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High Availability for a file share using WSFC, ILB and 3rd-party Software SIOS Datakeeper

While Windows “Shared Disk Failover Cluster” is not yet supported for Microsoft Azure Virtual Machines, 3rd-party software SIOS Datakeeper can be used as an alternative. As a sample use case, this post describes how to make a file share highly available.

While Windows “Shared Disk Failover Cluster” is not yet supported for Microsoft Azure Virtual
Machines, 3rd-party software SIOS Datakeeper can be used as an alternative: https://us.sios.com/products/datakeeper-cluster/ .

As a sample use case, this post describes how to make a file share highly available. All
information which is needed to set it up is basically available on the Internet. The idea of this
post is simply to put everything together. Before going into the details I would like to start with
a high-level overview of the approach :



Figure 1

The key components of the tested solution setup are :

  • A domain controller VM and two VMs which represent the failover cluster
  • HA for the domain controller is NOT part of this post! The focus is purely on the high
    availability implementation for the file share ( not the whole cluster end-to-end )
  • For simplicity, a simple file share witness on the domain controller VM was used as the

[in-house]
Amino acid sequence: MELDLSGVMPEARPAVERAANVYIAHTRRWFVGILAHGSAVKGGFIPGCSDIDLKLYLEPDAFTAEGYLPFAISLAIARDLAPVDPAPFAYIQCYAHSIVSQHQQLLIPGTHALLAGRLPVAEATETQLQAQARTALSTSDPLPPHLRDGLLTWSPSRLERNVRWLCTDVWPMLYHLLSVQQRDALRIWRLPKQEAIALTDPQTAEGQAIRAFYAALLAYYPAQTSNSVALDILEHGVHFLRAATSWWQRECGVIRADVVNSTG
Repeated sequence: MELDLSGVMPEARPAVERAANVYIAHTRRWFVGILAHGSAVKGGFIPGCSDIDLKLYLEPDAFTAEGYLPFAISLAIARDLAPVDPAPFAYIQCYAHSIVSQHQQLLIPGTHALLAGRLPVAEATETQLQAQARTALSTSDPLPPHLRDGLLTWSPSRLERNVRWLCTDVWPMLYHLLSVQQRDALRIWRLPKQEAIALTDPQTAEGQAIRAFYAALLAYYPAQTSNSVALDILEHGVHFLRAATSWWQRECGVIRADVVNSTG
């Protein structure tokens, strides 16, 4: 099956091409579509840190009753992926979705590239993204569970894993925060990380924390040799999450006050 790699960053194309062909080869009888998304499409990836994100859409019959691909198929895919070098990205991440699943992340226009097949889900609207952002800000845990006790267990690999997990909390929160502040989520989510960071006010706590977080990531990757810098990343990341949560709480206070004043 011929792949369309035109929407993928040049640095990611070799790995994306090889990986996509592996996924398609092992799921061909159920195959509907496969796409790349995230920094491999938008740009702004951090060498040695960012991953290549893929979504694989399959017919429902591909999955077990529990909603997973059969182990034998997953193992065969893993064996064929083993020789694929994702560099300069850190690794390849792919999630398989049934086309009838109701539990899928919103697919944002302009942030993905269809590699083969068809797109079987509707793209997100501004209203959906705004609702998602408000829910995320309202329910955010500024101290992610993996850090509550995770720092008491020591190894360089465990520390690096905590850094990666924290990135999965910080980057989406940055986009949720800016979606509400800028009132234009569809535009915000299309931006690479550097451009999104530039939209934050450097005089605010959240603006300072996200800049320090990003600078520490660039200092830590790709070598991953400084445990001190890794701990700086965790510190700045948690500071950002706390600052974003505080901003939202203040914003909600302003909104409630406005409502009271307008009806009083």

cluster quorum configuration. As mentioned above the DC VM has no HA which means
    that the file share witness is gone once the DC VM is stopped
  • All three VMs are part of one Azure Vnet. The domain controller VM and the two cluster
    node VMs belong to two different cloud services to get a clean separation of the Internal
    Load Balancer configuration which is done on a cloud service level
  • To ensure high availability for a file share, it’s necessary to put both cluster nodes into an
    Azure availability set to avoid that both VMs might go down at the same time
    ( e.g. during Azure maintenance )
  • WSFC was used to configure a shared disk failover cluster between the two cluster node VMs
    and to finally provide the highly available file share
  • The Azure Internal Load Balancer ( ILB ) allows access to the file share via the virtual name of
    the file server role created on the failover cluster
  • The “trick” then is to replace the IP address of the file server role by the IP address of the ILB


Now the question is of course – how should all this work as there is no shared disk available for
Azure Virtual machines like it is for Hyper-V on-premises ? The answer is :  SIOS Datakeeper